Sometimes we have so much fun in the summer that we forget to take the necessary precautions to protect ourselves properly.
Here are some ways to enjoy the great outdoors with a dose of common sense and planning to have plenty of safe fun this summer.
Keep Bugs at Bay
Insects can ruin a good time outside almost as quickly as a summer storm. Further, insects carry a growing list of diseases such as Lyme, West Nile and Zika. Be prepared for mosquitoes, ticks and other pests before your camping trip or outdoor excursion.
- Cover up exposed skin with long-sleeved shirts and pants, especially when walking through narrow trails in dense woods or areas with tall grass.
- Spray skin and clothing with insect repellent to discourage insects from setting up camp on your epidermis. The Centers for Disease Control suggests using products with at least 20% DEET for the best protection.
- Don’t forget to protect your pets by making sure their flea and tick protection is up to date. Visually inspect them after walks to look for ticks and other insects.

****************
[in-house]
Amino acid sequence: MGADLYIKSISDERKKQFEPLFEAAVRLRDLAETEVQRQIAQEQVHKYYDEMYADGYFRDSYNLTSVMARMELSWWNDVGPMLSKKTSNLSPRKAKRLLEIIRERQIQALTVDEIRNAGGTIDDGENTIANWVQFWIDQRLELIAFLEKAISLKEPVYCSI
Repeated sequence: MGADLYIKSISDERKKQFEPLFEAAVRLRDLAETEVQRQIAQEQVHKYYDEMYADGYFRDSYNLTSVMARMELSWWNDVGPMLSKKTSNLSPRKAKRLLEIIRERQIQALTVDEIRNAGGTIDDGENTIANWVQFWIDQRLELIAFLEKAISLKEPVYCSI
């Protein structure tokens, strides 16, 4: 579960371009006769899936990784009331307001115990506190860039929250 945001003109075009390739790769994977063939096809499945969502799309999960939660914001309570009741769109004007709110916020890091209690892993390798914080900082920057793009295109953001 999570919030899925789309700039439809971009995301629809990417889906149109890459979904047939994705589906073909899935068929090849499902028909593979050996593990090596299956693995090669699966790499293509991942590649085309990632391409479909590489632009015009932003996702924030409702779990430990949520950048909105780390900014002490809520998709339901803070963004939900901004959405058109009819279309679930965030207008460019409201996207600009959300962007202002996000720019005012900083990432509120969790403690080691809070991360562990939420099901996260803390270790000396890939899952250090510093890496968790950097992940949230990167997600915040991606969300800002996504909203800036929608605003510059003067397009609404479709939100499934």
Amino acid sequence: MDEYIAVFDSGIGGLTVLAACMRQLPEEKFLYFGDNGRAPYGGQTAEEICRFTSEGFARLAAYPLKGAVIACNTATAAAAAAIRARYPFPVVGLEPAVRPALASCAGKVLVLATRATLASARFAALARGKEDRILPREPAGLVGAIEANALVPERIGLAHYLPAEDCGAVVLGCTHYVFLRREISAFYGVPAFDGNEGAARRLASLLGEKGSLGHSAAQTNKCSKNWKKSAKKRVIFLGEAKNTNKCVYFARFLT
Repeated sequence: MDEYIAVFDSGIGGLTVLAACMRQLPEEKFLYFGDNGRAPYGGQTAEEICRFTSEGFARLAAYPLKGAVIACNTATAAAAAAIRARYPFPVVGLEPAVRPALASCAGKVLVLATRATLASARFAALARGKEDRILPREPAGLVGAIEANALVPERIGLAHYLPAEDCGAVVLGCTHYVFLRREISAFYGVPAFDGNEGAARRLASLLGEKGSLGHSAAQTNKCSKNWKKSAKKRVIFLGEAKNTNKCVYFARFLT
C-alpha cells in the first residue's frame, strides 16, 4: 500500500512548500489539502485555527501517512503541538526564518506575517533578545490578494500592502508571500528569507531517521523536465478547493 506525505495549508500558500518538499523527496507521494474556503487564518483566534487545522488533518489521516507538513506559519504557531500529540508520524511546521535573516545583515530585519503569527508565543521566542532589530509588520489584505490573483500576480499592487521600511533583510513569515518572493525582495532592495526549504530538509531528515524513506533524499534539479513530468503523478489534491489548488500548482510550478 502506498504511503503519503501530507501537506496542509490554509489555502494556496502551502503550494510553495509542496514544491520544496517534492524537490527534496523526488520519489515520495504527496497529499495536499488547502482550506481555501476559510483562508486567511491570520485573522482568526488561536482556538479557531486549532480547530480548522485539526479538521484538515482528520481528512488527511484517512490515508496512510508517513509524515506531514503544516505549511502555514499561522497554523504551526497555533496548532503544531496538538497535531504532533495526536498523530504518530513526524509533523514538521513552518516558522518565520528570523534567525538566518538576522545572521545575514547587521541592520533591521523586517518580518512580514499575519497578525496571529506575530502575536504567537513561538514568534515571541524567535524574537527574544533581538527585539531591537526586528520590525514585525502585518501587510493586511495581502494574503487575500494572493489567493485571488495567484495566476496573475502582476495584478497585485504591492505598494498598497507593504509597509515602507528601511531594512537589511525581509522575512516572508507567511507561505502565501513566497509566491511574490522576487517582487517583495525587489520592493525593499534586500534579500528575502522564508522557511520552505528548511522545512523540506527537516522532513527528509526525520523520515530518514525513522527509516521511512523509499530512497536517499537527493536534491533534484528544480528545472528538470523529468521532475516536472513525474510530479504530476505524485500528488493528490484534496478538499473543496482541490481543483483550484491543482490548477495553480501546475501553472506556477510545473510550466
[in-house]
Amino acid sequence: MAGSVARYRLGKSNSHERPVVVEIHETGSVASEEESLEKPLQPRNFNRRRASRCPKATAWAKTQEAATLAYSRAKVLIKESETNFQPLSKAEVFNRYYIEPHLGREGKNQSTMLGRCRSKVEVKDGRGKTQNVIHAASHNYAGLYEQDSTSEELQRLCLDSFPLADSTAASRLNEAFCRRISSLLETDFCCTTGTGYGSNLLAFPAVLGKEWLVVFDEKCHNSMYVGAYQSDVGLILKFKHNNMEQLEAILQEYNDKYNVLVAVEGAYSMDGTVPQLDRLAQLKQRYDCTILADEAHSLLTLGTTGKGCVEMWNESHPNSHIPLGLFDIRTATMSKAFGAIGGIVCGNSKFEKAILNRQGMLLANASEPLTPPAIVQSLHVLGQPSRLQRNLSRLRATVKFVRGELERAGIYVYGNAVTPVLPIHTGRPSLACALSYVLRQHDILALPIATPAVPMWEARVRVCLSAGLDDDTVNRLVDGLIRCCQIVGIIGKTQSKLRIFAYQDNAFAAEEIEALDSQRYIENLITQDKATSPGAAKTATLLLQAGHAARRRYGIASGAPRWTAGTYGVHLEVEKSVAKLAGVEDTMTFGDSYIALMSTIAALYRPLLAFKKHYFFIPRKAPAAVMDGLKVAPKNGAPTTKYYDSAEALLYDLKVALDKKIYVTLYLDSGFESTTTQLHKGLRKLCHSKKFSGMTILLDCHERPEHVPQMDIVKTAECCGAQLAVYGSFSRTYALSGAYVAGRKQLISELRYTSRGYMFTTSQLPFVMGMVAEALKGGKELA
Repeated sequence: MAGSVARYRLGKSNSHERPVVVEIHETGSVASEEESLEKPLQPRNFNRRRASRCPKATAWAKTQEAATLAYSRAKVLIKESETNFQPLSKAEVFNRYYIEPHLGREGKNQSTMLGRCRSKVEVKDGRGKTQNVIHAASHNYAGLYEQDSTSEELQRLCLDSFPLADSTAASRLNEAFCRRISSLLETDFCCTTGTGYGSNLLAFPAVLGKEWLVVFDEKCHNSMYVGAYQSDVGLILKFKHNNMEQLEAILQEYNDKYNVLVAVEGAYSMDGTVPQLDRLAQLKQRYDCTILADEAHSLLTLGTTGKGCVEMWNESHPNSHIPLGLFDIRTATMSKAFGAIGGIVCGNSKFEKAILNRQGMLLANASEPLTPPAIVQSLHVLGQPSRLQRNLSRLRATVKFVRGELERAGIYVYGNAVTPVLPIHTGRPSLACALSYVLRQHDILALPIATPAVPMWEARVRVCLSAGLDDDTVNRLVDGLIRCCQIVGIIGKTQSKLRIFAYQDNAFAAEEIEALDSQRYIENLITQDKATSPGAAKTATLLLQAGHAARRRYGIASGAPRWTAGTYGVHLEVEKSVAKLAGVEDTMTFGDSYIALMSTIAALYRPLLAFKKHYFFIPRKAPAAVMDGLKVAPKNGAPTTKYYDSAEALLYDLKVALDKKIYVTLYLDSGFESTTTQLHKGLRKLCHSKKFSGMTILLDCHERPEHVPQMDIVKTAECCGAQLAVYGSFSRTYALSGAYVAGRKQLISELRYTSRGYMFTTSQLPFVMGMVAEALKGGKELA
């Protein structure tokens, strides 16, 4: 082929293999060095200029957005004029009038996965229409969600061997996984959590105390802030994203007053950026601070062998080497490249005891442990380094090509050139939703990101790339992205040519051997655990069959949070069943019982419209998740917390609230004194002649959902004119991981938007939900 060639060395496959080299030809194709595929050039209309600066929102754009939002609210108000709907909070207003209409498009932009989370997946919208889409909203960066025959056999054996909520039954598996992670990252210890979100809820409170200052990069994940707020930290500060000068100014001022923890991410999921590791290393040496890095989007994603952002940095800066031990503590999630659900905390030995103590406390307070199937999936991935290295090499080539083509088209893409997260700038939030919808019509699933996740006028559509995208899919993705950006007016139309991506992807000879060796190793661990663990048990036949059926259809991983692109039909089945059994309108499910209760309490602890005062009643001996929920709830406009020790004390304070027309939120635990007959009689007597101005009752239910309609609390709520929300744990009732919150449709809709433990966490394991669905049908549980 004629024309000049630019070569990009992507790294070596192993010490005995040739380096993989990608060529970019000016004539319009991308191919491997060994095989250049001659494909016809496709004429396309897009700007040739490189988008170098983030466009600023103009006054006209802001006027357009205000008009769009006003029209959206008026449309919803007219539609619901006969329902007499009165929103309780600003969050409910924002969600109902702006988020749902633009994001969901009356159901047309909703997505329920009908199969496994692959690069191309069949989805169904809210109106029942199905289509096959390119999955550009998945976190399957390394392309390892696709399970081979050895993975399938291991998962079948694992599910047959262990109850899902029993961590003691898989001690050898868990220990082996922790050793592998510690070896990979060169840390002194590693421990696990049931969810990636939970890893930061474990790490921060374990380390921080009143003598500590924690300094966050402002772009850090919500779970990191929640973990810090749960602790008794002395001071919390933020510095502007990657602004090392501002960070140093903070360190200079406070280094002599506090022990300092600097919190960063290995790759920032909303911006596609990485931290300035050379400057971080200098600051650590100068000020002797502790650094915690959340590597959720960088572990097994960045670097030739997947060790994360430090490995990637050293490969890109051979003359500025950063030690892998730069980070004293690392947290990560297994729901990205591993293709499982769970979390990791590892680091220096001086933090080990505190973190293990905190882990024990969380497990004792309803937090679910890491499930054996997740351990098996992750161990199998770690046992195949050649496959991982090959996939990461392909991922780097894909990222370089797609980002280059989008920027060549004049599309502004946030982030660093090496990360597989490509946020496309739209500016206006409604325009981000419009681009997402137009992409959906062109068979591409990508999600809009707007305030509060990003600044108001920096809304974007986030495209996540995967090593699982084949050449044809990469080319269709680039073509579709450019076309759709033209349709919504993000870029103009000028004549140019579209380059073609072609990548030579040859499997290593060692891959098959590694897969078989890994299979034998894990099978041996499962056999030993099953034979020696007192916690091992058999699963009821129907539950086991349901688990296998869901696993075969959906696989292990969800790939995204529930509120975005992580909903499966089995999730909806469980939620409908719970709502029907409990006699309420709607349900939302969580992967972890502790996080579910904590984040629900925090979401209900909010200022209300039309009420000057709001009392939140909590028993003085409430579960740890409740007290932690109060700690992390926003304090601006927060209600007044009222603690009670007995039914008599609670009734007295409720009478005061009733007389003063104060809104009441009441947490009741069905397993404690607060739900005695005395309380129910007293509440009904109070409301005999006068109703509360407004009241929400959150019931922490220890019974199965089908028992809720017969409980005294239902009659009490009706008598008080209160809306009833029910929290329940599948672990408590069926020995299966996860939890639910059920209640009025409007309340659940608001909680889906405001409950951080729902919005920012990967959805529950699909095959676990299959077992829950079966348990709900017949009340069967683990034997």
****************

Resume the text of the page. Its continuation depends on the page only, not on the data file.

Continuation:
Skin Protection is In
You may like to catch some rays at the beach or around the pool, but remember to protect your skin first by applying a liberal layer of sunscreen. Here are some tips from the American Academy of Dermatology:
- Apply a water-resistant sunscreen with an SPF of 30 or higher that offers both UVA and UVB protection.
- Use an ounce (enough to fill your palm) to protect exposed areas of your body.
- Reapply sunscreen every two hours or immediately after swimming or sweating heavily.
Find Your Way on the Trails
A good hike is an invigorating way to leave the hustle bustle behind and enjoy nature, but remember some common sense practices to keep you safe and happy on the trails.
- Don’t forget basics such as water, food, compass, insect repellent and rain gear.
- Hike during the day to avoid having to find your way in the dark or dealing with nocturnal animals or insects. Set a turnaround time to ensure you give yourself enough time to get back before nightfall.
- Tell someone where you’re hiking and what time you plan on returning. If they don’t hear back from you around that time, they can take appropriate measures to check on your well-being.